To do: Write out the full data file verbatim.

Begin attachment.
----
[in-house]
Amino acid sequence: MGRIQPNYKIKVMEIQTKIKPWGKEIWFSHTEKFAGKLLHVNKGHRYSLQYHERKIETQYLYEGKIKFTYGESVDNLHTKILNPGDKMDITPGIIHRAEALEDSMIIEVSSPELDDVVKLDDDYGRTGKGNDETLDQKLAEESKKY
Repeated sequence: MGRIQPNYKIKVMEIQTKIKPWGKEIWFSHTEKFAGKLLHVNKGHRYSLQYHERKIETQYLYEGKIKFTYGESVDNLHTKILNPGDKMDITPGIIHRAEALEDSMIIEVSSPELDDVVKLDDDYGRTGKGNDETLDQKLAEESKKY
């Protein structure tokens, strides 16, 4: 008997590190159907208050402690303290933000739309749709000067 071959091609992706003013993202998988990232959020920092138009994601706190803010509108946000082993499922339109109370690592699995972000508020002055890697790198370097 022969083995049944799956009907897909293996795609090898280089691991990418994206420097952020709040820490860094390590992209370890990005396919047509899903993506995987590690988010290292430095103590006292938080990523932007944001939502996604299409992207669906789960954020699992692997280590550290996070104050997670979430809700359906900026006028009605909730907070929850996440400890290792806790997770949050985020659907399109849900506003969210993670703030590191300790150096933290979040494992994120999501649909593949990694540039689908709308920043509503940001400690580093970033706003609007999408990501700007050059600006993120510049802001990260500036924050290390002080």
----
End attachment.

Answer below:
[in-house]
Amino acid sequence: MGRIQPNYKIKVMEIQTKIKPWGKEIWFSHTEKFAGKLLHVNKGHRYSLQYHERKIETQYLYEGKIKFTYGESVDNLHTKILNPGDKMDITPGIIHRAEALEDSMIIEVSSPELDDVVKLDDDYGRTGKGNDETLDQKLAEESKKY
Repeated sequence: MGRIQPNYKIKVMEIQTKIKPWGKEIWFSHTEKFAGKLLHVNKGHRYSLQYHERKIETQYLYEGKIKFTYGESVDNLHTKILNPGDKMDITPGIIHRAEALEDSMIIEVSSPELDDVVKLDDDYGRTGKGNDETLDQKLAEESKKY
């Protein structure tokens, strides 16, 4: 008997590190159907208050402690303290933000739309749709000067 071959091609992706003013993202998988990232959020920092138009994601706190803010509108946000082993499922339109109370690592699995972000508020002055890697790198370097 022969083995049944799956009907897909293996795609090898280089691991990418994206420097952020709040820490860094390590992209370890990005396919047509899903993506995987590690988010290292430095103590006292938080990523932007944001939502996604299409992207669906789960954020699992692997280590550290996070104050997670979430809700359906900026006028009605909730907070929850996440400890290792806790997770949050985020659907399109849900506003969210993670703030590191300790150096933290979040494992994120999501649909593949990694540039689908709308920043509503940001400690580093970033706003609007999408990501700007050059600006993120510049802001990260500036924050290390002080």